How To Build Capacity in a Saskatchewan Reads School

Saskatchewan Reads

Hello,

The feature section of Saskatchewan Reads for Administrators this week is Building Capacity.  When capacity is built teachers and administrators who are new to a school can maintain and strengthen the literacy momentum that has been established.

The Building Capacity section begins with a description of  the Literacy Leader:

Successful school administrators are accountable and take responsibility for student learning.
They also create a lasting culture that sustains a focus on reading.
Sharratt and Fullan (2012) describe these qualities as know-ability, mobilize-ability and sustainability.

Greg Enion, Director of Education, Regina Public Schools, describes the literacy priority in his division as well as the supports in place for in-school administrators in a video-clip at the bottom of the Literacy Leader page.

The Building Literacy Teams page describes how administrators build a team environment that honours diverse perspectives, support the learning of all staff and seek critical feedback. Staff are free to raise concerns and offer alternative ideas. The focus is on building trust among all members. The Building Literacy Teams module included on the page provides ideas on how to establish a team approach with staff.

The Professional Learning of Teachers page includes what Collaborative Professional Growth in action involves as well as a description of  how Job embedded professional learning in a Saskatchewan Reads school builds instructional capacity.  Check out the three staff development modules : The Big Ideas of Reading, Shared Reading, and Instructional Walks.

The Building Capacity section of Saskatchewan Reads for Administrators ends with a self-assessment.

Wish you a good week,
Provincial Reading Team

______________________________________________________________________________________

TessaHi,
My name is Tessa. I started my teaching career this year in Grade 1. I have a lot of questions about the English Language Arts program and especially about teaching reading. What is important to understand about reading? How do I teach reading? Where do I begin? What does it look like?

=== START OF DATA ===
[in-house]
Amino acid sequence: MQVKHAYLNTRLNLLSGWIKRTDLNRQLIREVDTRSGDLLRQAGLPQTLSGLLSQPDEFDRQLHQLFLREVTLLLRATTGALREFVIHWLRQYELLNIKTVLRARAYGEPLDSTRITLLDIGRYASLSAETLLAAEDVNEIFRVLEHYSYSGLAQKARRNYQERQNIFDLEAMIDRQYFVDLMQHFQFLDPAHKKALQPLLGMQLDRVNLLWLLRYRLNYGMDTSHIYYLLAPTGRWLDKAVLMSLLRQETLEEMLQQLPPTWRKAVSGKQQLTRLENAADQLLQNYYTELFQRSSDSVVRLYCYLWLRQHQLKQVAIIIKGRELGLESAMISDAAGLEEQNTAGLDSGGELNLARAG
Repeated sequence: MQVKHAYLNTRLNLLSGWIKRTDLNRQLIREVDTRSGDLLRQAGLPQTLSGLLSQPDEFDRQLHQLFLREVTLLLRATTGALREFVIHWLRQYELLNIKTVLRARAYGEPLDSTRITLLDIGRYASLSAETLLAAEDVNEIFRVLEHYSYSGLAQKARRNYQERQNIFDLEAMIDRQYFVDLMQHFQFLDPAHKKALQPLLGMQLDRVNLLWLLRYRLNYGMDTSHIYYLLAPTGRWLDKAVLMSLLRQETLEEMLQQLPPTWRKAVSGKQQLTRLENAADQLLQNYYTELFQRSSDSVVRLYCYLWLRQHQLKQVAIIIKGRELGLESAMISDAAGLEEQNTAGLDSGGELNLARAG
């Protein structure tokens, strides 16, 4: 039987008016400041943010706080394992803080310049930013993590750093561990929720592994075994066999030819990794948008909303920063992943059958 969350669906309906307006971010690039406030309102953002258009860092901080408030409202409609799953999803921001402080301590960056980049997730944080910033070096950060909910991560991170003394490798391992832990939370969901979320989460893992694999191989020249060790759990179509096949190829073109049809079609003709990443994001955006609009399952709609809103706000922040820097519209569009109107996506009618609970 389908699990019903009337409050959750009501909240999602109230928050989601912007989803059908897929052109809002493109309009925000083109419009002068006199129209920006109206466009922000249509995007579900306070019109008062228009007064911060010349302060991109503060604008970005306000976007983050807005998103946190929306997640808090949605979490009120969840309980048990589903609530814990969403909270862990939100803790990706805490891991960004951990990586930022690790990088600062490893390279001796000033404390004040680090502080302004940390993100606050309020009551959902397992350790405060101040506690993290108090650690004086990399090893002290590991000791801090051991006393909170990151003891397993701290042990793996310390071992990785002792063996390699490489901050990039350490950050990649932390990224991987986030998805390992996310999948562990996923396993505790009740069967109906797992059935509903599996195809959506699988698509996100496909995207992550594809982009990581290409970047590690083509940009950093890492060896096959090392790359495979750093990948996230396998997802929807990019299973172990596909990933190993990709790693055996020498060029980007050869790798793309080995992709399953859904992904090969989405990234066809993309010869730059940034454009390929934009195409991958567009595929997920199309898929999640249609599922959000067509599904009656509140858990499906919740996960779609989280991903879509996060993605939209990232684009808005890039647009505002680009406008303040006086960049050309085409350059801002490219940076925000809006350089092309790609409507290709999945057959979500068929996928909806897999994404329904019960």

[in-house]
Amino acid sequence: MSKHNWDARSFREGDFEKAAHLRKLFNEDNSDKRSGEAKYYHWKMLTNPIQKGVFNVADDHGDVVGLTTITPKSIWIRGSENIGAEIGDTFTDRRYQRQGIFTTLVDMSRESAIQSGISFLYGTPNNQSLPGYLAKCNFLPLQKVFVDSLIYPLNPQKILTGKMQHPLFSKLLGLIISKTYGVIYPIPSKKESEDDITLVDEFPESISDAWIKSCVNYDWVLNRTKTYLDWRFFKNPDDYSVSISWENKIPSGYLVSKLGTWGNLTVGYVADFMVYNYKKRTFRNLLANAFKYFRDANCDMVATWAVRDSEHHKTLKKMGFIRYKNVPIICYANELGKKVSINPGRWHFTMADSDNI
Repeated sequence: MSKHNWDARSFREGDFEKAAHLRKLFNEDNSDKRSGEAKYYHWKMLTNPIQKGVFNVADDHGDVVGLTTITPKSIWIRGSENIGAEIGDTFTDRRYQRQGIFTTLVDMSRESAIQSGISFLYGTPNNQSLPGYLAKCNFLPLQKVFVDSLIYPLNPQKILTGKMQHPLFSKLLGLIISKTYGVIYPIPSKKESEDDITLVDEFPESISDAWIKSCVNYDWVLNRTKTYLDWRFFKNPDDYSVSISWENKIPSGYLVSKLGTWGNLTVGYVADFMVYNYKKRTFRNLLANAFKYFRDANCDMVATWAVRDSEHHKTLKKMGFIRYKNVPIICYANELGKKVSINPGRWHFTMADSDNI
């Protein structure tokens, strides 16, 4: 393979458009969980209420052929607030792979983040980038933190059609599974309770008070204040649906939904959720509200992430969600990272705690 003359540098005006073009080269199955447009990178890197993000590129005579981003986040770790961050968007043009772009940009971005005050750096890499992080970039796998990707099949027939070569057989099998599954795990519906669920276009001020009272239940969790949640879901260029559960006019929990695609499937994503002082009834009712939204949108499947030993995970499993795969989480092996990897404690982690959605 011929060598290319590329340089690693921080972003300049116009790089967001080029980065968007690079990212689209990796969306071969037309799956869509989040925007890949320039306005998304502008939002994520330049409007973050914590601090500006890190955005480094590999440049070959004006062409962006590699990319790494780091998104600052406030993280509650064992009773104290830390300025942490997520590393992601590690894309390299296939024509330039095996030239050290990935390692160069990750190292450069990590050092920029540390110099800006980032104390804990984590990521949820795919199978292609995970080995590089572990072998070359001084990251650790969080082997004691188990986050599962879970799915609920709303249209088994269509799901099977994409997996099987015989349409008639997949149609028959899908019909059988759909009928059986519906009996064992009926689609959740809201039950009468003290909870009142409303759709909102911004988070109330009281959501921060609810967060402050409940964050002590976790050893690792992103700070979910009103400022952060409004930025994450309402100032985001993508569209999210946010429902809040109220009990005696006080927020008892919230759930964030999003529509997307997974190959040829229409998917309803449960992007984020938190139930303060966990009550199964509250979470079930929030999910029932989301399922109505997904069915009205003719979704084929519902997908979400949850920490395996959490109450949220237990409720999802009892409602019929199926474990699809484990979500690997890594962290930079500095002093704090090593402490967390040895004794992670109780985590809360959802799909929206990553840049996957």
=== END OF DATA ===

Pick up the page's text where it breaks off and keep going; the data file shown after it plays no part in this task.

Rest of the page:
Follow Tessa as she discovers the answers to these questions and many more. Welcome to the online resource developed for elementary educators by the Provincial Reading Team. It includes instructional strategies, videos, sample lessons … and more.

Creative Commons License
Saskatchewan Reads by Saskatchewan Provincial Reading Team is licensed under a Creative Commons Attribution-NonCommercial-NoDerivatives 4.0 International License.
Based on a work at https://saskatchewanreads.wordpress.com.

 

Cultivating a Literacy Culture

Saskatchewan Reads

Hello,

It has been a few weeks since the last post so we will pick up from where we left off. We realize that you are not physically in your schools but moving forward the Saskatchewan Reads for Administrators site may provide some inspiration on how you might maintain and build on the literacy initiatives within your school communities in a virtual fashion.

This week we will provide an overview of the Cultivating a Culture section of the Saskatchewan Reads for Administrators. We would also like to share the link to the newly released French version of the Ministry document Instructional Supports for Diverse Writers.


“Culture … mean[s] creating a whole-school community that works together

to increase effectiveness, efficiency, and enjoyment [of reading] for teachers, leaders, students, and their families.”
(Routman, 2014, p. 27)

The reflection question to be asked is What do I see, hear, and feel in our school that demonstrates a reading focus?